Captain Woods Intends To Play Presidents Cup
A little more than one year ago, American golf legend Tiger Woods sat in the media centre at the Presidents Cup in 2017 just outside New York City and told the press in attendance he was unsure if he would ever play golf at the highest level again.
Fast forward 14 months and Woods has since delivered one of golf’s great and compelling storylines, overcoming a fourth back surgery to claim his 80th PGA TOUR title in August, contend for the prestigious FedExCup title where he finished second, and also challenged in two of the majors before finishing T6 and runner-up at The Open Championship and PGA Championship respectively this year.
The recent winner of the TOUR Championship was on a whirlwind two-day tour of Melbourne, Australia, as the Captain for the U.S. Team that will head to The Royal Melbourne Golf Club for the next Presidents Cup from December 9-15, 2019.
As he prepares to enjoy a well-earned break after a hectic but rewarding year, Woods credited the young U.S. team members with playing an important role in his comeback. “Mentally, it gave me a shot in the arm. The guys really encouraged me to come back and play. The text messages and the calls I got last year through the Presidents Cup, was very uplifting,” Woods said during a press conference alongside the Yarra River in downtown Melbourne on Thursday.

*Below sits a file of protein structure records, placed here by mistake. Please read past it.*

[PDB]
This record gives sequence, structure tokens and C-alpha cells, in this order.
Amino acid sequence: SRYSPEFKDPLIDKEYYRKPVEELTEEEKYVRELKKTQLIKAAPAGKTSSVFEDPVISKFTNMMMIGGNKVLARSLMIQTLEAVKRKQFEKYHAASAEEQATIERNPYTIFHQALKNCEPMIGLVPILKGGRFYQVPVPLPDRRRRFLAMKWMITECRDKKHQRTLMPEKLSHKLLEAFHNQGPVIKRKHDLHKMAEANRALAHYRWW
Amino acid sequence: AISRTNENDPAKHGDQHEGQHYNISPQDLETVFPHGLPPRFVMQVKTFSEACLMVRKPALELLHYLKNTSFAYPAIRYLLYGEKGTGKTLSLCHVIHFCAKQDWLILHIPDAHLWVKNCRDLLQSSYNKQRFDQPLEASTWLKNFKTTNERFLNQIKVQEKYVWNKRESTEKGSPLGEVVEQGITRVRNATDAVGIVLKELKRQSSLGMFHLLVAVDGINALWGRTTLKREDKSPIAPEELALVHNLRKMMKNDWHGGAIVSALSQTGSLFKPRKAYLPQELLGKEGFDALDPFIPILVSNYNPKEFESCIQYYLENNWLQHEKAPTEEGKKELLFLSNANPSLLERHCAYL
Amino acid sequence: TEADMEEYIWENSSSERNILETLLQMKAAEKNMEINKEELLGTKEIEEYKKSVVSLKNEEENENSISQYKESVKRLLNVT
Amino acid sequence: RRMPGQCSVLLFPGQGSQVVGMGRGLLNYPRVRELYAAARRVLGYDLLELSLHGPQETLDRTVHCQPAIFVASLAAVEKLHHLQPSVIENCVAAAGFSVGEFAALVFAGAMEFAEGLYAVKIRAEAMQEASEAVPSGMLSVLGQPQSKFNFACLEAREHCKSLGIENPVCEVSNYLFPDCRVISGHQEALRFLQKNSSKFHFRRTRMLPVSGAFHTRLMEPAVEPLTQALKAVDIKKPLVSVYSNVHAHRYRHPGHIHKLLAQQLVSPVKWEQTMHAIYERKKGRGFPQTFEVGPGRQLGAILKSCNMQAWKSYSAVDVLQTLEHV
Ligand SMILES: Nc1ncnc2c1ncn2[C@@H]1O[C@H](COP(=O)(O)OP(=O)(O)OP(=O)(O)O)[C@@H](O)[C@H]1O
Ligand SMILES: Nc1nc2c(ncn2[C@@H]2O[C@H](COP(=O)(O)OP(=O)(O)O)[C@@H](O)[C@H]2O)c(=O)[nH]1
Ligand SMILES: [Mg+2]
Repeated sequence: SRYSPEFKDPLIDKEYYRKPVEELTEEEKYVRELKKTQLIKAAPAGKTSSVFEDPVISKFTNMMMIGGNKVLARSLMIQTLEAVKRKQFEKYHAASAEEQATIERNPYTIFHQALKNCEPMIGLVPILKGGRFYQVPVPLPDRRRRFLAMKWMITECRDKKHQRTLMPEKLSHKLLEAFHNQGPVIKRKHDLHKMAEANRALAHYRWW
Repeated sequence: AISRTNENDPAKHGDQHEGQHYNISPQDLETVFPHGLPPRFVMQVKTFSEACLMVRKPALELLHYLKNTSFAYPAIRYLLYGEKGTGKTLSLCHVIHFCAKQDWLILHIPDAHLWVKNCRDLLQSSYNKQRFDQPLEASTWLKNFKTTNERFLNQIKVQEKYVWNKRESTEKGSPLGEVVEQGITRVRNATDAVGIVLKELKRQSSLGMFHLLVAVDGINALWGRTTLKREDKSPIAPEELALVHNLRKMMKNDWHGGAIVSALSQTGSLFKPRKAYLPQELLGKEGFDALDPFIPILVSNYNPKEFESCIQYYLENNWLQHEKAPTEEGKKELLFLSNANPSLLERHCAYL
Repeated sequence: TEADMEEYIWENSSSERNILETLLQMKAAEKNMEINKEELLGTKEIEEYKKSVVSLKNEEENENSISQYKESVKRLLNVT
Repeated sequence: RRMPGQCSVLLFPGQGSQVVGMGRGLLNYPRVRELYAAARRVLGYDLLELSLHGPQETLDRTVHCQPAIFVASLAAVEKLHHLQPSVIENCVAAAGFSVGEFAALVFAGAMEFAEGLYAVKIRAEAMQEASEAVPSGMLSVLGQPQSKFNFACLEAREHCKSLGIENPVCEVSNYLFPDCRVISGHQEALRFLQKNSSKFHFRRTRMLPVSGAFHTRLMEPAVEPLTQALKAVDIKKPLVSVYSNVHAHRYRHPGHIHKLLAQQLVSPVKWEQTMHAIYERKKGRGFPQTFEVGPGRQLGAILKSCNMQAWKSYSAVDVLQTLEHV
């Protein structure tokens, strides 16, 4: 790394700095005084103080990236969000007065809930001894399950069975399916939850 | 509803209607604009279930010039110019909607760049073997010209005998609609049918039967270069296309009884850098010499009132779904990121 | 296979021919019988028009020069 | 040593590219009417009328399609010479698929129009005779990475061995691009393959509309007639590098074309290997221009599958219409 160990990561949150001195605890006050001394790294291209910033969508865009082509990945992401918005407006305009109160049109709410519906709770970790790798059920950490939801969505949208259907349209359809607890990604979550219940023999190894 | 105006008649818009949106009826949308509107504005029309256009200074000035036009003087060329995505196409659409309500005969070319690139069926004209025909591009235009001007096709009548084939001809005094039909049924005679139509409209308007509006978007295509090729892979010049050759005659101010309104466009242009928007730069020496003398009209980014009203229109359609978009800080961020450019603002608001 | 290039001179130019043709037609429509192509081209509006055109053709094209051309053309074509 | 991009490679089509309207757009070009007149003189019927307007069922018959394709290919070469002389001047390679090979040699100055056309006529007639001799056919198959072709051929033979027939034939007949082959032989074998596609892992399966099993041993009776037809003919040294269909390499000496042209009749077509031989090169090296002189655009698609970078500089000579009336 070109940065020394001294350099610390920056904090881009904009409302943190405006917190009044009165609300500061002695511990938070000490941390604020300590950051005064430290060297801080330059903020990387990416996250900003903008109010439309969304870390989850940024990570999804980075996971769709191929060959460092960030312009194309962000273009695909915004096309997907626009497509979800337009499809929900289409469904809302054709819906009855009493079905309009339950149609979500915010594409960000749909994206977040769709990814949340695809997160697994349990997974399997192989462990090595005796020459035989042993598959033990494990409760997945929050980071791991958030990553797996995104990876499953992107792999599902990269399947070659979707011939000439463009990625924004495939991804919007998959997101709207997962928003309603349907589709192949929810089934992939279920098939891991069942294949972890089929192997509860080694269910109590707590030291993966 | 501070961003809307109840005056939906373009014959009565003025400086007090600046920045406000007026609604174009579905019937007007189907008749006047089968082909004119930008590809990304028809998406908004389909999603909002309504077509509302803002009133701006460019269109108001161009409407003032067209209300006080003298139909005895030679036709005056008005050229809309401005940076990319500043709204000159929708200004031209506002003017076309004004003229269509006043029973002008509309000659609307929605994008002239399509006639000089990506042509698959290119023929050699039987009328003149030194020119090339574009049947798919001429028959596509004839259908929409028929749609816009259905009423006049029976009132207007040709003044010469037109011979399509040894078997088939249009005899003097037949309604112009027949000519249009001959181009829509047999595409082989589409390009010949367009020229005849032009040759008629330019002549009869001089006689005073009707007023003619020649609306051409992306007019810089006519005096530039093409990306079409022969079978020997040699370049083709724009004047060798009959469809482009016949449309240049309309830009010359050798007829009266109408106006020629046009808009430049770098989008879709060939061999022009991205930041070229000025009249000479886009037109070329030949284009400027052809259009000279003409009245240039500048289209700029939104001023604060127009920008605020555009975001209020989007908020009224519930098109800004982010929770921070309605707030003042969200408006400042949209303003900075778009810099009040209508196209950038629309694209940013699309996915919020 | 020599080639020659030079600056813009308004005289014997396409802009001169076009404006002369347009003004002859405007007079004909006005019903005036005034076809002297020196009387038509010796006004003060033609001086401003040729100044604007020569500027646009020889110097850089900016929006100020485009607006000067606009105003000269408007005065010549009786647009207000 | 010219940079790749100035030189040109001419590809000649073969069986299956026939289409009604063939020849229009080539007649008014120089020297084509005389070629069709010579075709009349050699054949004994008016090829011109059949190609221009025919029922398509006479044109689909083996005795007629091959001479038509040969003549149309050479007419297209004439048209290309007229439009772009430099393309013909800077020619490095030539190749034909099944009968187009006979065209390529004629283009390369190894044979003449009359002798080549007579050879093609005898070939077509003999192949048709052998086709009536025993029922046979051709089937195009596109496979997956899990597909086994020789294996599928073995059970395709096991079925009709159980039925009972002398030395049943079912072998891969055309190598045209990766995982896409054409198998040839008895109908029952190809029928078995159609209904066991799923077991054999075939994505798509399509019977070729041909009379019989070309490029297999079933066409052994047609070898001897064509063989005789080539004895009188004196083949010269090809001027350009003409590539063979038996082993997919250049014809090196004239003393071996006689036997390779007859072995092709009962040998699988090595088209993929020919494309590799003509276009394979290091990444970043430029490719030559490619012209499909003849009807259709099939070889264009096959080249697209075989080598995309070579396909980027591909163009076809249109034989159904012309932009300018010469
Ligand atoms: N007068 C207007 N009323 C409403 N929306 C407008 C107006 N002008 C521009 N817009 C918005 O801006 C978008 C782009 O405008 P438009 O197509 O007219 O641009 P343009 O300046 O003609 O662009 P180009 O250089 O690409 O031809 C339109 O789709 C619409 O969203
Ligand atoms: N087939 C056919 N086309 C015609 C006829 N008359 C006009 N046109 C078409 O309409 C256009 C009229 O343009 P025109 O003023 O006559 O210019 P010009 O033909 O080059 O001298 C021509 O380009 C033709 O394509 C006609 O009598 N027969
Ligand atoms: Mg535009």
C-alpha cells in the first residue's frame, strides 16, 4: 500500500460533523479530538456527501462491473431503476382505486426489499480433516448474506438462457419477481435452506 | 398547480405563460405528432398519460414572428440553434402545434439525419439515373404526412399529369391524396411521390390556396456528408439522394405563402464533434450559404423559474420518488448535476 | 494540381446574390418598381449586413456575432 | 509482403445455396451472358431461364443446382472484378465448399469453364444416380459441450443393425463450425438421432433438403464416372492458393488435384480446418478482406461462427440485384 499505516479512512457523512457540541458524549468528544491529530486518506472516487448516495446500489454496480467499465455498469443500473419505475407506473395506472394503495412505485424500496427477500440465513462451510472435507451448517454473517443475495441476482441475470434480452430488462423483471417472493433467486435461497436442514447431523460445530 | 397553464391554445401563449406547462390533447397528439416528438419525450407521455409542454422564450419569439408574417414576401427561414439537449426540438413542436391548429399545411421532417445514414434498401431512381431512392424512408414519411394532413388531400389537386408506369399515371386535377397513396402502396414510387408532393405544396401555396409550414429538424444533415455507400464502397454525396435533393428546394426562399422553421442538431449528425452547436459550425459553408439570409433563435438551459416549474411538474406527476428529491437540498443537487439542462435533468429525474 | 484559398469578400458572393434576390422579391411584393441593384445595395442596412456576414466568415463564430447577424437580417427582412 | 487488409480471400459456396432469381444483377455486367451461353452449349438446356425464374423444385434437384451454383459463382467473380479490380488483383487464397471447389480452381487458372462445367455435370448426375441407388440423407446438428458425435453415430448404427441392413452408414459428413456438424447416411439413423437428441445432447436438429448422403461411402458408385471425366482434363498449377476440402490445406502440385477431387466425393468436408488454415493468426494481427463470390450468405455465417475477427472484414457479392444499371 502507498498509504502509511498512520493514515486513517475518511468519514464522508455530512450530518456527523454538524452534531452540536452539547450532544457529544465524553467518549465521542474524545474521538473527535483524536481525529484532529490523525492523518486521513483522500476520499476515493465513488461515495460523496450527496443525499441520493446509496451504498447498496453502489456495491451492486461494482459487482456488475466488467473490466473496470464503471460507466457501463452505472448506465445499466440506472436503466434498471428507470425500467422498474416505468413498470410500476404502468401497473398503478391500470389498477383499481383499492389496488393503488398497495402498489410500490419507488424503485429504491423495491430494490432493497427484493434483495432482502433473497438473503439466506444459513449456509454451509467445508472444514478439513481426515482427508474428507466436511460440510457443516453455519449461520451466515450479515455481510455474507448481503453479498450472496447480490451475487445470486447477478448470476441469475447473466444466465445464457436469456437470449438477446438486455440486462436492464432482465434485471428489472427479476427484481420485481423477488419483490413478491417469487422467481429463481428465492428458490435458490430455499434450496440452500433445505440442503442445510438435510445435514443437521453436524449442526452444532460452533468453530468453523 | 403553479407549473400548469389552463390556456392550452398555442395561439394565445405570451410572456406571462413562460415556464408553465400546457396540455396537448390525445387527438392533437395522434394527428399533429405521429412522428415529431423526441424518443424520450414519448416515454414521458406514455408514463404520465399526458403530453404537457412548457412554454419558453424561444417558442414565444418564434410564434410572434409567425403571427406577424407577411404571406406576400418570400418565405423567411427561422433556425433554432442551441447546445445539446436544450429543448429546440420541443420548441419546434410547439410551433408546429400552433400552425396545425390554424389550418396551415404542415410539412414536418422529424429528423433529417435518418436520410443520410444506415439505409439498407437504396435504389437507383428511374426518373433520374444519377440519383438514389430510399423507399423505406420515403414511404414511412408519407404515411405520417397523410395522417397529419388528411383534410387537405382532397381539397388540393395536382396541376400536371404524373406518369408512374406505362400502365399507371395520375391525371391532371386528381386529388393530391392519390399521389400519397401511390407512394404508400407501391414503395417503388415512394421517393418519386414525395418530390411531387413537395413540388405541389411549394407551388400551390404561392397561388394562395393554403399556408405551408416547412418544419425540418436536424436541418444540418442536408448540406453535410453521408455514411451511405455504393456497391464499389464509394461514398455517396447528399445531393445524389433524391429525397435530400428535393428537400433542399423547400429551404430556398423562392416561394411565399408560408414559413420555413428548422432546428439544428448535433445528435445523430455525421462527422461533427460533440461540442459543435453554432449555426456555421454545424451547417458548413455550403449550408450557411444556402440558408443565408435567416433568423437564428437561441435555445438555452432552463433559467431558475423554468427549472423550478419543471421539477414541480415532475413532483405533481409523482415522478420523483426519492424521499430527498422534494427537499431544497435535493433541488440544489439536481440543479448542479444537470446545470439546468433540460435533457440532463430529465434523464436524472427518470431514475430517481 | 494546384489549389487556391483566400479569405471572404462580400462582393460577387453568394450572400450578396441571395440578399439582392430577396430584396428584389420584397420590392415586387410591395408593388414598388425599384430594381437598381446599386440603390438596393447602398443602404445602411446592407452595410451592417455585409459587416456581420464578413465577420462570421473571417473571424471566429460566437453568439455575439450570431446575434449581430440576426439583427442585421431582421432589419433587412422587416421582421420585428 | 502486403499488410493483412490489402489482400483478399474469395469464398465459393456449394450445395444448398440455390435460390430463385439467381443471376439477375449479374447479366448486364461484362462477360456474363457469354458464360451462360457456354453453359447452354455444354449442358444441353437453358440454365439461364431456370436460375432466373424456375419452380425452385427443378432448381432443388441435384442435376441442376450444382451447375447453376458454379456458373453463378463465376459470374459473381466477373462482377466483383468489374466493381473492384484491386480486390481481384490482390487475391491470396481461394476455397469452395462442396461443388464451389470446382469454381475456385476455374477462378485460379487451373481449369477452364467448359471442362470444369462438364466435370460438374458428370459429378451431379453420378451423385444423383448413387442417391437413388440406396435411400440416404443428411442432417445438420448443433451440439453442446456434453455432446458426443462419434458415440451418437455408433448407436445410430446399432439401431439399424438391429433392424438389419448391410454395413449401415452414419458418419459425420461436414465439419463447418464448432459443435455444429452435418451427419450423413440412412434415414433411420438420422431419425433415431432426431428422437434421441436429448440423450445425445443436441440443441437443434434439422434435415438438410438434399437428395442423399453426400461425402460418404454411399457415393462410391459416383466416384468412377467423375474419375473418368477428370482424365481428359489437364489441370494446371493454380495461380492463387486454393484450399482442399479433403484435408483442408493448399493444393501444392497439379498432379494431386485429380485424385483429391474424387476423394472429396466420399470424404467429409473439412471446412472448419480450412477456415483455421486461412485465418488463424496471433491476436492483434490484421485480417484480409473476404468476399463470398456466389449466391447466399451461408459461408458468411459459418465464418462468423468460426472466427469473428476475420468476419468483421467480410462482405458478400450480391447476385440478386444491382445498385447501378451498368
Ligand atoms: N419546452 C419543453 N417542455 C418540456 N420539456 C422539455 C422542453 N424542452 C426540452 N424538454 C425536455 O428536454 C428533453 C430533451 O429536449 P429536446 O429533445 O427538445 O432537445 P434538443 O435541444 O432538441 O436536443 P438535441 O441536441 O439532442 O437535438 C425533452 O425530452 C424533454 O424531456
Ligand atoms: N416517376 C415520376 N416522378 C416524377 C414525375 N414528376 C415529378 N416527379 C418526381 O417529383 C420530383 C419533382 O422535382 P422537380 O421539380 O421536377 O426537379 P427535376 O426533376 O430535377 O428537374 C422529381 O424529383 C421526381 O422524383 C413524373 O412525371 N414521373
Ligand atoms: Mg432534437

He also made it clear he wants to be a playing captain and help the U.S. extend its domination over the International Team, which will be led by Ernie Els. In 12 editions since 1994, the U.S. has won 10 times, lost once at Royal Melbourne in 1998 and tied with the Internationals in South Africa in 2003 where Woods battled Els in a sudden-death play-off in near darkness.
“Hopefully I can be a part of the automatic eight that automatically qualify. If I don't happen to be a part of that, then it's up to me, my vice captains and the rest of the eight guys who automatically qualify whether who's going to be a part of the team. And that's a conversation I've got to have with my vice captains and the players, and hopefully I'll be a part of the top eight. If not, then we've got to work on it,” said Woods, who is currently 16th on the team rankings.
Woods’ 26 hours in Melbourne began with a photo tour of what he called, “One of the greatest sporting cities in the world.”
His rapid-fire stops included media stunts at the Eureka Tower where the American superstar was challenged with the most nerve-racking six-foot putt in town, on the Eureka Tower Skydeck 88 stories above the city. Just as he drew his putter back, the frosted glass turned clear exposing the cityscape below. Without batting an eye, Woods sunk the putt.
“I’ve jumped out of too many planes for this to bother me,” he calmly stated.
Woods has played in eight Presidents Cups but believes the next edition will be extra special. “You know, I've been a part of the Presidents Cup for 20 years. Now to have the opportunity to be a captain and to lead my guys into an environment that's going to be fun, it's going to be exciting, it's going to be electric, and on top of that, on one of the best venues in all the world. There's really nothing better as a player to evolve into the role of being a captain,” he said.